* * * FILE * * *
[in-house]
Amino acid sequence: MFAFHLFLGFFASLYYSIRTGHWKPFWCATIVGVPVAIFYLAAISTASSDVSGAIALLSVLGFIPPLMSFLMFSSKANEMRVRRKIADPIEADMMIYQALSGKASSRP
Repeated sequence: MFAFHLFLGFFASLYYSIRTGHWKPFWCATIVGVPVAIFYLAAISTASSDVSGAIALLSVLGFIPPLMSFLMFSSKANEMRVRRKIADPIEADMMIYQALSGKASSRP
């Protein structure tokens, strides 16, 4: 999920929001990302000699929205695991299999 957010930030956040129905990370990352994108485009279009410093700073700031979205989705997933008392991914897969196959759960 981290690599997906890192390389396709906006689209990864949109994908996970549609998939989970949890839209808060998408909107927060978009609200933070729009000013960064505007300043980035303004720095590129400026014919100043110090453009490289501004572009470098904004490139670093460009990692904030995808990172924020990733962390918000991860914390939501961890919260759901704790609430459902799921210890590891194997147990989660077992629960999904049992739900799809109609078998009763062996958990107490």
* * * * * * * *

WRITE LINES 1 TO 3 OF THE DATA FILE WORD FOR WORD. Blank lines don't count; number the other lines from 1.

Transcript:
[in-house]
Amino acid sequence: MFAFHLFLGFFASLYYSIRTGHWKPFWCATIVGVPVAIFYLAAISTASSDVSGAIALLSVLGFIPPLMSFLMFSSKANEMRVRRKIADPIEADMMIYQALSGKASSRP
Repeated sequence: MFAFHLFLGFFASLYYSIRTGHWKPFWCATIVGVPVAIFYLAAISTASSDVSGAIALLSVLGFIPPLMSFLMFSSKANEMRVRRKIADPIEADMMIYQALSGKASSRP